Two separate studies found that the activity of the undersea volcanoes intensified during ice-ages, but it slowed down during the following intermittent warm periods. A boost in underwater volcanic activity resulted in more carbon dioxide gas being released into the atmosphere, thus leading to an acceleration of the natural process of global warming, scientists reported.
Scientists based their findings on the data gathered from long-term analysis of the volcanic valleys and ridges on the ocean floor. Dr. Maya Tolstoy, the lead author of one of the studies said her team was amazed to learn that deep seafloor had so much to tell about “long-term climate cycle”.
Past studies had shown that new oceanic crust is constantly produced by the deep sea volcanic chains called spreading ridges, which are located along the line where tectonic plates meet. The magma spewed by volcanoes solidifies and creates the ridges and new crust. As tectonic plates move farther away, the new crusts sinks and form valleys between the volcanic chains (see image above). These two formations are the most visible features on oceanic floor.
Until now, scientists believed that the process of forming crust was constant throughout the geological ages, but the new findings show that undersea volcanic activity was linked to the pressure of the volume of oceanic water upon the volcanoes. And the volume fluctuated over long periods of time according to the amount of water resulted from the thawing of the planetary glaciers.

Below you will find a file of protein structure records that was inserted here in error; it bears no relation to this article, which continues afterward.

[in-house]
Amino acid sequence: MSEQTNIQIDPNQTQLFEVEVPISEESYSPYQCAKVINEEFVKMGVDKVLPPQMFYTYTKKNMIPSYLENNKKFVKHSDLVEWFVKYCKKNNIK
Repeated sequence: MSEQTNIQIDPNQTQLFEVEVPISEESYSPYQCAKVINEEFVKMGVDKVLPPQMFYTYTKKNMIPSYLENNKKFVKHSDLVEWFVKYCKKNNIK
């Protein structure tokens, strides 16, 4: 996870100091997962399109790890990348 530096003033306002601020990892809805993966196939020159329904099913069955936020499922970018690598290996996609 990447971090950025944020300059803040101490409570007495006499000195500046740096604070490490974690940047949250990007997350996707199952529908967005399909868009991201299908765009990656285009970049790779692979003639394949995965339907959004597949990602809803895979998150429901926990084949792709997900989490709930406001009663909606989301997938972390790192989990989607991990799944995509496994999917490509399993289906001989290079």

Tolstoy’s team analyzed the spreading ridge at the East Pacific Rise off the coast of Mexico. Scientists found that the thicker oceanic crust was formed when the sea level dropped due to a 100,000-year long ice age. A lower sea level triggered more energetic volcanic activity, so the resulting ridges were thicker, researchers explained. But the thinner crust was formed by slower volcanoes during periods of higher sea level caused by a global meltdown, according to the findings.
The results of the study were published this week in ‘Geophysical Research Letters’.
Another study analyzing the spreading ridges located at the Antarctic and Australia tectonic plates revealed the same mechanism: during periods of high sea level, undersea volcanic activity slowed down, but, when glaciers expanded and sea level was lowered, the volcanic activity got a boost. Researchers used a computer model to prove their theory, which was published Feb. 6 in the journal Science.
The computer model also suggested that the water’s weight affects how fast the magma, or molten rock, oozes at the spreading ridges.
Both teams of scientist currently think that the bursts in volcanic activity may accelerate the natural climate change over an ice age due to the large amounts of carbon dioxide gas released in the atmosphere. But more research is required to see how much of this gas can emerge from the ocean and cause a natural global warming.
Image Source: HNGN